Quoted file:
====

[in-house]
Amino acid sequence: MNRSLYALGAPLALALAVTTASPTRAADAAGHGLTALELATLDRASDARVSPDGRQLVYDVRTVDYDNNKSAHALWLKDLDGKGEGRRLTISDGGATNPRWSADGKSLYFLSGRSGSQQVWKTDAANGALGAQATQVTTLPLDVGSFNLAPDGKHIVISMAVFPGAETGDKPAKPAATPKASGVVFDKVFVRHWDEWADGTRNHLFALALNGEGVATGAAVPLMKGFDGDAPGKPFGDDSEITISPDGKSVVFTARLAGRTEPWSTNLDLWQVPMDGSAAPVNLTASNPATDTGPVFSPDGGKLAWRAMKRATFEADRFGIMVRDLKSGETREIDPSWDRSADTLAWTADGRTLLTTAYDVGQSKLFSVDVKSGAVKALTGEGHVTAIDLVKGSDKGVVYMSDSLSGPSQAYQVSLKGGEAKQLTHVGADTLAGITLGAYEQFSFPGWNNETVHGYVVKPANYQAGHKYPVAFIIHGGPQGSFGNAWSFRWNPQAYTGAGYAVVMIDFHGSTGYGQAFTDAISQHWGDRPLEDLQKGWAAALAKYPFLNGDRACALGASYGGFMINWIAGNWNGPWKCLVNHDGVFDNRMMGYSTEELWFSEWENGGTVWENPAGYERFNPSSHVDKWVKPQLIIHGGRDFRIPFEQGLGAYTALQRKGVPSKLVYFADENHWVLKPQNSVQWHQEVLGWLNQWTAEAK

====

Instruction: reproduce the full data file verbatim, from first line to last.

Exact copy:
[in-house]
Amino acid sequence: MNRSLYALGAPLALALAVTTASPTRAADAAGHGLTALELATLDRASDARVSPDGRQLVYDVRTVDYDNNKSAHALWLKDLDGKGEGRRLTISDGGATNPRWSADGKSLYFLSGRSGSQQVWKTDAANGALGAQATQVTTLPLDVGSFNLAPDGKHIVISMAVFPGAETGDKPAKPAATPKASGVVFDKVFVRHWDEWADGTRNHLFALALNGEGVATGAAVPLMKGFDGDAPGKPFGDDSEITISPDGKSVVFTARLAGRTEPWSTNLDLWQVPMDGSAAPVNLTASNPATDTGPVFSPDGGKLAWRAMKRATFEADRFGIMVRDLKSGETREIDPSWDRSADTLAWTADGRTLLTTAYDVGQSKLFSVDVKSGAVKALTGEGHVTAIDLVKGSDKGVVYMSDSLSGPSQAYQVSLKGGEAKQLTHVGADTLAGITLGAYEQFSFPGWNNETVHGYVVKPANYQAGHKYPVAFIIHGGPQGSFGNAWSFRWNPQAYTGAGYAVVMIDFHGSTGYGQAFTDAISQHWGDRPLEDLQKGWAAALAKYPFLNGDRACALGASYGGFMINWIAGNWNGPWKCLVNHDGVFDNRMMGYSTEELWFSEWENGGTVWENPAGYERFNPSSHVDKWVKPQLIIHGGRDFRIPFEQGLGAYTALQRKGVPSKLVYFADENHWVLKPQNSVQWHQEVLGWLNQWTAEAK